Labor Day Blues
Toledo Blade - September 4, 2011
The Toledo Blade
What President Obama tells the nation Thursday night will have a lot to do with
whether he is re-elected next year. More immediately, it will greatly affect the hopes
of economic recovery in Ohio and the rest of the country.
The President must offer a comprehensive plan for immediate job creation, and must
be ready to overcome predictable Republican opposition to his proposals by appealing
directly to Americans. That plan should include such measures as extended
unemployment benefits and health-insurance subsidies to workers who have been laid
off for a long time.
It should extend the payroll tax cut. It should provide federal aid to hard-pressed states
and communities to fix schools, roads, and bridges, and address other infrastructure
needs. That would employ jobless construction workers.
It should include job training to address the special needs of long-term unemployed
workers, as well as young and low-income ones. And it must reject the GOP fantasy
that more tax cuts, less regulation, and indiscriminate incentives alone will cause
corporations to shed their “uncertainty” and create scads of jobs.
None of this is incompatible with the urgent need to reduce the nation’s debt
substantially over the next decade, through spending cuts and revenue increases. But
helping the economy to recover now will yield tax revenues that would make that task
much less painful.
Labor Day 2011 finds Ohio suffering more than most other states from a lack of good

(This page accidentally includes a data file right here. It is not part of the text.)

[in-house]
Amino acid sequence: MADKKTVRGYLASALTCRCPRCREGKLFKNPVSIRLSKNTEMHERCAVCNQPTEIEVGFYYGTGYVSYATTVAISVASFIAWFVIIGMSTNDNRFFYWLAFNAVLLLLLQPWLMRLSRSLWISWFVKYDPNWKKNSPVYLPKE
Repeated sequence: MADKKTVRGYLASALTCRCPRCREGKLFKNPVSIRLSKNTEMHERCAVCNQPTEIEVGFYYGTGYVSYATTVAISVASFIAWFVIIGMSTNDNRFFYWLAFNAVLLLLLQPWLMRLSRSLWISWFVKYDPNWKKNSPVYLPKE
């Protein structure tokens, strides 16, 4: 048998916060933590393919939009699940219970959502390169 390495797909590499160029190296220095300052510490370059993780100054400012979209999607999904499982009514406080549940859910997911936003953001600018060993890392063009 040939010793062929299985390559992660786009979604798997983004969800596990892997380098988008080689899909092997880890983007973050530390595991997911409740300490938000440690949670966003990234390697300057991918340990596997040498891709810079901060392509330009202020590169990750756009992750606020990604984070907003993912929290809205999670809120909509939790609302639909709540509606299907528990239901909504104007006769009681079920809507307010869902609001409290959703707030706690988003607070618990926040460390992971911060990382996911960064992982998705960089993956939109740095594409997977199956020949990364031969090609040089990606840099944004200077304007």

jobs. A new report by Policy Matters Ohio shows that median hourly wages declined
more in our state than any other between 2000 and 2010.
The percentage of Ohioans who are employed is down for the fourth straight year and
at its lowest point since the late 1980s. The share of employed adults of working age
is at its lowest level since 1985.
It gets worse: The percentage of Ohio men in the state’s labor force is at a modern
low, while the percentage of men and women unemployed for 26 or more weeks is at
a modern high.The report says African-American unemployment is “at crisis levels.” One of six
black Ohioans is jobless for the second consecutive year. Adjusted for inflation, the
wages of black Ohioans who are lucky enough to have jobs are $2.50 an hour less
than in 1979.
The study notes that U.S. income grew enough between 1979 and 2008 for each
American to have another $10,401 to live off each year, yet “every penny went to the
richest 10 percent.” As a result, workers today have less disposable income than those
of previous generations. At the same time, reckless cuts by government in public
health and environmental programs have imposed billions of dollars of additional
hidden costs on Americans.
As the nation’s gross domestic product grows at a lukewarm annual rate of 1.3
percent, and official U.S. unemployment remains stuck at 9.1 percent, there is a clear
case for the President to make for prudent short-term spending.
The White House reportedly wants to spend billions of dollars on overdue school
repairs, for example. But Republicans have balked at the proposed funding
mechanism: eliminating $50 billion in tax breaks for oil and gas companies.
On this Labor Day, 25 million Americans are jobless, are working part time when
they would prefer full-time jobs, or have stopped looking for work out of frustration.
Our national holiday to celebrate workers includes a commitment to decent wages and
safe working conditions.
For too many Americans, such things have been replaced by a quest for merely
staying afloat, and the odds are growing against even that. President Obama must be
ready to act boldly, and Americans must be ready to support him.
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